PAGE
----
What if Facebook was designed to distract us from a failing economy, worsening race relations, international conflict, a European migrant crisis, potential currency collapse, chronic unemployment, and an international cabal of governments and corporations intent on constructing a supranational governmental body that supersedes national sovereignty and therefore individual sovereignty? I don’t think the original intent of any social media platform was to do just this. I think they were designed as a way to improve communication and provide a form of entertainment for internet users. I do, however, believe that the various platforms have been coopted for just the purpose of distraction and obfuscation of the truth.

When you see Facebook, Twitter, and YouTube actively policing posts or content providers for reasons that are clearly intended to silence their voices, and Google limits search results, the question of motives comes into play. When you have the owners of Facebook, Microsoft, Google, and Apple all encouraging and supporting the United Nations, a supranational governmental body not beholden to any sovereign people, taking over the internet, you must ask why. Are these people technocrats that honestly believe they can use technology to reshape the thinking of humans? Do they believe they can control you if they limit the information to which you are exposed?

Yes they do. These people are no different from any other authoritarian in the past that has believed humans are flawed and must be reshaped into something better. Socialists, Communists, and Marxists all believed this. Proponents of the public education system believe this as indoctrination is the sole purpose of public education. If the government can control the information you are taught for twelve years, they can control how you approach any topic or idea for the rest of your life. Unfortunately for them, the human spirit desires to be free. Fortunately for humanity, those of us that desire freedom above all else are endeavoring to use every means necessary to fight back.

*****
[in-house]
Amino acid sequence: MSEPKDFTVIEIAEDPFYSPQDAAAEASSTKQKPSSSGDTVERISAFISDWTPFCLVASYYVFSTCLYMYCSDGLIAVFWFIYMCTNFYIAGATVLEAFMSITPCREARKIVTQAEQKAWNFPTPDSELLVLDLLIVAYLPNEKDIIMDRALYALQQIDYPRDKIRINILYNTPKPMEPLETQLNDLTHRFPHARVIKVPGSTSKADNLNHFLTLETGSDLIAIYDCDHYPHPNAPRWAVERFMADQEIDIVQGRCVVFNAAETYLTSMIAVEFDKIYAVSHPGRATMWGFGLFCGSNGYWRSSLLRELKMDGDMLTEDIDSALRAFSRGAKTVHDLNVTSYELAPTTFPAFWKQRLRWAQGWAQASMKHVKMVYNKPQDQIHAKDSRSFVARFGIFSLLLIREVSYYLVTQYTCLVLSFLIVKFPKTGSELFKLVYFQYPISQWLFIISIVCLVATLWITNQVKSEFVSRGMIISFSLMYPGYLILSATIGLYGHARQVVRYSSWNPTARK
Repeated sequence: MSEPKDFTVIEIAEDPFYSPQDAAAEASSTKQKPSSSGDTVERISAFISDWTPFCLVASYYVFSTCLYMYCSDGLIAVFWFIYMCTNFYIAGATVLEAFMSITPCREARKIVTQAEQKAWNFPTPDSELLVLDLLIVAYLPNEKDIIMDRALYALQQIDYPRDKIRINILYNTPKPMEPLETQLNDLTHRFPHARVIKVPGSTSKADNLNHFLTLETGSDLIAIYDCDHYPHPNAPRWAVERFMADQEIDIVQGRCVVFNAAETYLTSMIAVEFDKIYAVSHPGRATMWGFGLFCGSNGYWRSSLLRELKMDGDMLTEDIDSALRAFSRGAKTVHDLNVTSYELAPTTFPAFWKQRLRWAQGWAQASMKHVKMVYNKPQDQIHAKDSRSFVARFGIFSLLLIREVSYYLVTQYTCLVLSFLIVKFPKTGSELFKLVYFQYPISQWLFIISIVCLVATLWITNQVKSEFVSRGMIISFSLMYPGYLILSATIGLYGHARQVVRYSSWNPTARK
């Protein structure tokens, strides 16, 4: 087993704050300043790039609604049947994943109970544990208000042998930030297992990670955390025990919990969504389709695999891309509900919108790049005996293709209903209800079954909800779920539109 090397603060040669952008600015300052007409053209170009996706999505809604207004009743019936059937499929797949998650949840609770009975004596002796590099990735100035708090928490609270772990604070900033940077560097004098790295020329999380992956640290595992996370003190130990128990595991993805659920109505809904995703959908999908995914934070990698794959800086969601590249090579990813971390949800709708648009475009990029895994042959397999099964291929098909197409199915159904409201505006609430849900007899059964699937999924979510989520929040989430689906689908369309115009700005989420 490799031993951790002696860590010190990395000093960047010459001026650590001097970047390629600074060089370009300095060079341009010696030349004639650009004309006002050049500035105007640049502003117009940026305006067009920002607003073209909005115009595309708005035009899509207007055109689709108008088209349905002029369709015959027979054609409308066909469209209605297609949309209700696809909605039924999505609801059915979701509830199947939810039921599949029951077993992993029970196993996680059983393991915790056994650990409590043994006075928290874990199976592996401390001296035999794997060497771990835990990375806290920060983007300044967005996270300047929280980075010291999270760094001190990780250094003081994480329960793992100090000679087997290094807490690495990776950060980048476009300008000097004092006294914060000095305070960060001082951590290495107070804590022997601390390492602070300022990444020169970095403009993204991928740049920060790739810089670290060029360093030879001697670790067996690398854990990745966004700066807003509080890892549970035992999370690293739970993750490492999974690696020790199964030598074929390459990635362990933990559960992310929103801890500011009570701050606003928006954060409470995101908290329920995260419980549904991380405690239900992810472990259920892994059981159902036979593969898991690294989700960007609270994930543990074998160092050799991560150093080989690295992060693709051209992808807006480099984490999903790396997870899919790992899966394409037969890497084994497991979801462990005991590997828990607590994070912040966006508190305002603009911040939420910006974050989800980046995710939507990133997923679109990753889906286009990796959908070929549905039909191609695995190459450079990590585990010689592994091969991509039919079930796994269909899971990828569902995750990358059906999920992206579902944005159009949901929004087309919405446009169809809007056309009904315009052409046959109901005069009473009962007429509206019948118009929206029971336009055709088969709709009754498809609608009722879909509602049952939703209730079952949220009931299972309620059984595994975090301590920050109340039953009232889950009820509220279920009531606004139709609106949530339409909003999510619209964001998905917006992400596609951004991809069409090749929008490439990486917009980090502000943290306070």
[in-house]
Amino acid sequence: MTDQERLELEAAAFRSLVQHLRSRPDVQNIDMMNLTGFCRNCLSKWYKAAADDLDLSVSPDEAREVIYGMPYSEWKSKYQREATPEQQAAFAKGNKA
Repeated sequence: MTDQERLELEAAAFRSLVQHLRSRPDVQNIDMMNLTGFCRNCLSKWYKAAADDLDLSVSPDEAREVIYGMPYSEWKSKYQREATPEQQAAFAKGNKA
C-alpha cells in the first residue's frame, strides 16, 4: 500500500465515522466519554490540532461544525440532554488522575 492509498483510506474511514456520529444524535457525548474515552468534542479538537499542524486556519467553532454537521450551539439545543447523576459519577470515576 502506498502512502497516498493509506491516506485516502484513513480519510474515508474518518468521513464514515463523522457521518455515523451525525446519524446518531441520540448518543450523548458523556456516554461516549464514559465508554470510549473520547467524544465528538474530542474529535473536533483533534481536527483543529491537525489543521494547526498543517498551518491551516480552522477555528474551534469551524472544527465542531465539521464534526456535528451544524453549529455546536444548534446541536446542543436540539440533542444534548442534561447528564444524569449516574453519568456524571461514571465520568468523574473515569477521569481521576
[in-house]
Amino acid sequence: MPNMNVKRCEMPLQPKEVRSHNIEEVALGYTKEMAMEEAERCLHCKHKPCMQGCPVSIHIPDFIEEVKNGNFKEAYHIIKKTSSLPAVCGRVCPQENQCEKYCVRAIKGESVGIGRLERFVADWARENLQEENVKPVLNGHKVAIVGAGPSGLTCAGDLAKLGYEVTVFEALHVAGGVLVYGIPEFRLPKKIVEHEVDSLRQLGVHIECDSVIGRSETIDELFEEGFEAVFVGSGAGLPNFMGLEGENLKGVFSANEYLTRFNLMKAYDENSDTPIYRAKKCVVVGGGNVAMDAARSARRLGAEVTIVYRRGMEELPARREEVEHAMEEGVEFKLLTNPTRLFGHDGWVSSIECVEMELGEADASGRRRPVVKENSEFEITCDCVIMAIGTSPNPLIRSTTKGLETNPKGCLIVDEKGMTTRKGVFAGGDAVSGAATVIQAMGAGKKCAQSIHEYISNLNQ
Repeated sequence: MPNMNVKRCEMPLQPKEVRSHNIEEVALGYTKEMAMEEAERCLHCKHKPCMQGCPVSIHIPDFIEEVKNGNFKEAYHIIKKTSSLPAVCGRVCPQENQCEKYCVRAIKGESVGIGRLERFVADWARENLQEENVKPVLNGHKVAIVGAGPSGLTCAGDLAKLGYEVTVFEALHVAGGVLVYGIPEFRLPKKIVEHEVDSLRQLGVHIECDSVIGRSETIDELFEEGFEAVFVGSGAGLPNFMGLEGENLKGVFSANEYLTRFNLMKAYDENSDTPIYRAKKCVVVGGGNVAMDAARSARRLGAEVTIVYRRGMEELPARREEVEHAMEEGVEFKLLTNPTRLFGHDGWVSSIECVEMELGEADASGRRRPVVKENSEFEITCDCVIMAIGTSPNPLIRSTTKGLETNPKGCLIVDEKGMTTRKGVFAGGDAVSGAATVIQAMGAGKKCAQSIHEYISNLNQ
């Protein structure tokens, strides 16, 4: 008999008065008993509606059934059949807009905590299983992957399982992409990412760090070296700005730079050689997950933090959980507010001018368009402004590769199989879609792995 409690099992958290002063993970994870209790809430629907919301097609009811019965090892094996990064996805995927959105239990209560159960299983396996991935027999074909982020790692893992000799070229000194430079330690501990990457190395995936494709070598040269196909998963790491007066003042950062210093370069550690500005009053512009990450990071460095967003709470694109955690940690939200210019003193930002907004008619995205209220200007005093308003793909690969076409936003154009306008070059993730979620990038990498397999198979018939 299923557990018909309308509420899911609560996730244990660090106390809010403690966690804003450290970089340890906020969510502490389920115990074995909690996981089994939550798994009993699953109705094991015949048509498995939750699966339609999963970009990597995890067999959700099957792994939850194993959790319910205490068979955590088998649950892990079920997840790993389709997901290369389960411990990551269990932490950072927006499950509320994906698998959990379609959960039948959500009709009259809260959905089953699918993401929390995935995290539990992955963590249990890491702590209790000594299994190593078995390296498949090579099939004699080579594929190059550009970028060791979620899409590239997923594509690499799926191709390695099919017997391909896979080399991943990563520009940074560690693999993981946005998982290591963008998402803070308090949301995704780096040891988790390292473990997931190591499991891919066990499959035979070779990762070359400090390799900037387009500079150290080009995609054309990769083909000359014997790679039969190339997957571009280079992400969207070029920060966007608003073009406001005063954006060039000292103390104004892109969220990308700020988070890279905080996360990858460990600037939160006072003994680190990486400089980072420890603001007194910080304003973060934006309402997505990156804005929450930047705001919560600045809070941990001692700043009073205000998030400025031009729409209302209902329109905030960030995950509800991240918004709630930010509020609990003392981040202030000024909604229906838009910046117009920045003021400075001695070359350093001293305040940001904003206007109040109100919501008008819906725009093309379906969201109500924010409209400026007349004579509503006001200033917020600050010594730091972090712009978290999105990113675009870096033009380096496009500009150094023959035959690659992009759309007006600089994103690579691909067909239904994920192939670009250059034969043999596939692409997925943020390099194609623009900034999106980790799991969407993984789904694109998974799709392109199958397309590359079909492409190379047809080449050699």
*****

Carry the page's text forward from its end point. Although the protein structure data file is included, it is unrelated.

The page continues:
Social media is useful at distracting and controlling the sheeple, but it is also incredibly useful in waking them up. The phenomena of “Red Pilling” is something that was made famous in the movie The Matrix, and it has been overwhelmingly adopted across the internet thanks to freedom fighters and their use of social media platforms. People are waking up every day thanks to the internet and the moral virtue of individual freedom. Freedom is good and it is the best virtue to fight for. That is why it will win. The entirety of the world’s armies cannot adequately oppose men with morality on their side. Moral conviction is the strongest motivator within human action, so I ask you to take up the cause of freedom with me. Let us stand together as we wage the war for freedom all across the internet. No longer shall we let Suzie’s vacation pictures or Terry’s new car distract us. Let us be the content providers for how the future should be. Let us fill everyone else’s feeds the ideas of freedom, liberty, and anarchy. Let us espouse moral virtue as our guiding light so that others may find it and join us on this journey.  Together, we will achieve anarchy, we will achieve freedom!

What I Would Like to Know

We know that religions evolved all across the world in different cultures as a way to describe the things that could not be easily understood and as a way to codify morality among the people. We know that the races are biologically different. We also know that religions evolved to some extent along racial lines. We know that IQ has a biological component, although we do not fully understand what it is. What I want to know is to what degree genetics influences our cultures and our religions. Is religion an outward projection of our values based upon evolutionary pressures, is it an internal understanding of who we are as a race of people, is it some combination, or is it something else entirely?